The UK will join a small group of countries meeting the UN target on international aid this year, but public opinion is yet to catch up with Britain's Nordic counterparts
As India launched a £45 million spacecraft to Mars earlier in the week, inevitable questions were raised about the £280 million the UK gave to India this year in international aid, and more generally why the international aid budget is increasing when funding for many other departments is being cut. In March this year George Osborne pledged to spend 0.7% of national income on international aid in 2013 - meeting the long-standing UN target for developed countries. The UK will become the sixth country after Sweden, Norway, Denmark, Luxembourg and the Netherlands to meet this target.
YouGov's cross-country EuroTrack survey shows British people are more pessimistic about international than their Nordic counterparts in the 0.7% club.
We asked the public of the UK, France, Sweden, Norway, Denmark and Finland to rate how generous they think their government should be on overseas aid on a scale from one to ten, with 0 being nothing at all and 10 giving very generously.
The average score for Brits was 3.6, only the French are stingier (3.25). Swedes are the most generous, with an average score of 4.99.
In the UK, 17% think we should give no overseas aid at all, the highest of the countries polled.
The lack of generosity by the British public could be a reflection on collective scepticism about the effectiveness of international aid. When asked to score effectiveness of aid on a scale of one to ten, with ten being ‘very effective’ and zero being ‘very ineffective’, British adults give the lowest average score (2.43).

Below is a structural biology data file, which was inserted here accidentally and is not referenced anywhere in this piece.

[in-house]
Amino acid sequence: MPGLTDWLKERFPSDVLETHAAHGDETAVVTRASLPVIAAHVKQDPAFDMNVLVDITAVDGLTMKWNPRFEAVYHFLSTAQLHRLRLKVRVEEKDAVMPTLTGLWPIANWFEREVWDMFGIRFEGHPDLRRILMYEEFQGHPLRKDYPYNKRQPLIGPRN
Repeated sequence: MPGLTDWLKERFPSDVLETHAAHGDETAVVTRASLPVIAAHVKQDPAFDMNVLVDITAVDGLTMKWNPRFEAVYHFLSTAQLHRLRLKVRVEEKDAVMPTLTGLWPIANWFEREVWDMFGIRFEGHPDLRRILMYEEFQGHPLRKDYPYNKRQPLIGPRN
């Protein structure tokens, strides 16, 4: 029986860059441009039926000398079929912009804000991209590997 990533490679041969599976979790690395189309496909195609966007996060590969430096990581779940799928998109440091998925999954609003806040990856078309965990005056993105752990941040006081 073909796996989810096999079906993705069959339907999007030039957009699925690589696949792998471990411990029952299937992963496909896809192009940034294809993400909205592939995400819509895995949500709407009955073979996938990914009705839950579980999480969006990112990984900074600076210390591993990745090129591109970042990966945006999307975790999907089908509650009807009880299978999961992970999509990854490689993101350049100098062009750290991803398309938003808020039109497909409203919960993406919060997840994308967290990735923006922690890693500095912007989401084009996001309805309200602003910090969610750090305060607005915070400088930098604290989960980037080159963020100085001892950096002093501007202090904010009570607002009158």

Swedes, the most generous nation, are also the most likely to see international aid as effective (3.88).
In 2012, the UK spent just over half a percent (0.56%) of national income on international aid, with this set to rise to 0.7% in 2013. This will make it amongst the most generous nations in the world, although Sweden leads the way of the countries we polled, already spending almost one percent (0.99%) of its national income on aid.
Across Europe there is little appetite for an increase aid budgets. A majority of the public in all the countries surveyed except for Sweden want their international aid budget to decrease.
Just 7% of British people want the overseas aid budget to increase, the lowest level of support along with the French. Two-thirds (66%) of the British public want it to decrease.
Swedes are also the most likely to want the international aid budget to increase (27%).